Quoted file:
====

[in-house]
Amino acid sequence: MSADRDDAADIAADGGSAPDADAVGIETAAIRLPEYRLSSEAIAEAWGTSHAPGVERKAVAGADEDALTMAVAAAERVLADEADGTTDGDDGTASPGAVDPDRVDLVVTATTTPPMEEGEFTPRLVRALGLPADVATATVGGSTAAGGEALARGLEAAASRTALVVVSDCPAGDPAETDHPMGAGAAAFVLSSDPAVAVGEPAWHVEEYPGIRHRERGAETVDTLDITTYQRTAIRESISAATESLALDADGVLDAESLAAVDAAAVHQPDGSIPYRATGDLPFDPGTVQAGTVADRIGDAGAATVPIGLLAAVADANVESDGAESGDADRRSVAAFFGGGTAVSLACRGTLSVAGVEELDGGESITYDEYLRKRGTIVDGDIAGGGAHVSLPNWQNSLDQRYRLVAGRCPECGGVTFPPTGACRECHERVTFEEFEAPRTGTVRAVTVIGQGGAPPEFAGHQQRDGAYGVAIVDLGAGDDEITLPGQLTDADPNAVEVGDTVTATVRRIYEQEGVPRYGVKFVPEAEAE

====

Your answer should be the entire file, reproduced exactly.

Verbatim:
[in-house]
Amino acid sequence: MSADRDDAADIAADGGSAPDADAVGIETAAIRLPEYRLSSEAIAEAWGTSHAPGVERKAVAGADEDALTMAVAAAERVLADEADGTTDGDDGTASPGAVDPDRVDLVVTATTTPPMEEGEFTPRLVRALGLPADVATATVGGSTAAGGEALARGLEAAASRTALVVVSDCPAGDPAETDHPMGAGAAAFVLSSDPAVAVGEPAWHVEEYPGIRHRERGAETVDTLDITTYQRTAIRESISAATESLALDADGVLDAESLAAVDAAAVHQPDGSIPYRATGDLPFDPGTVQAGTVADRIGDAGAATVPIGLLAAVADANVESDGAESGDADRRSVAAFFGGGTAVSLACRGTLSVAGVEELDGGESITYDEYLRKRGTIVDGDIAGGGAHVSLPNWQNSLDQRYRLVAGRCPECGGVTFPPTGACRECHERVTFEEFEAPRTGTVRAVTVIGQGGAPPEFAGHQQRDGAYGVAIVDLGAGDDEITLPGQLTDADPNAVEVGDTVTATVRRIYEQEGVPRYGVKFVPEAEAE